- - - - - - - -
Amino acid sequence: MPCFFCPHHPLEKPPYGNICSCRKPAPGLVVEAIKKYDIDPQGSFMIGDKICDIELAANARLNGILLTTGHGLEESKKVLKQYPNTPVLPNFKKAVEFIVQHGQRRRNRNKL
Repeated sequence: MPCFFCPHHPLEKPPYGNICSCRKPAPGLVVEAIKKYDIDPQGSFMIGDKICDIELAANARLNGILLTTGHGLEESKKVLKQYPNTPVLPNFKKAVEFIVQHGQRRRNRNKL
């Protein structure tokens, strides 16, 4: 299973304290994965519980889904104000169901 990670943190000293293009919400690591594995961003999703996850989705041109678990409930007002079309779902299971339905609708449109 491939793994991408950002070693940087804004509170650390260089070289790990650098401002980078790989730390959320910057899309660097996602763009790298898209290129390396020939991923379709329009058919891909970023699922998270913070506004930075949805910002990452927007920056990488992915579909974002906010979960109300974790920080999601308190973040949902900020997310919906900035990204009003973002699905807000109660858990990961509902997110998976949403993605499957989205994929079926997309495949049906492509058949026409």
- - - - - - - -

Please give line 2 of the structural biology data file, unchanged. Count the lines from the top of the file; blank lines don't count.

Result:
Repeated sequence: MPCFFCPHHPLEKPPYGNICSCRKPAPGLVVEAIKKYDIDPQGSFMIGDKICDIELAANARLNGILLTTGHGLEESKKVLKQYPNTPVLPNFKKAVEFIVQHGQRRRNRNKL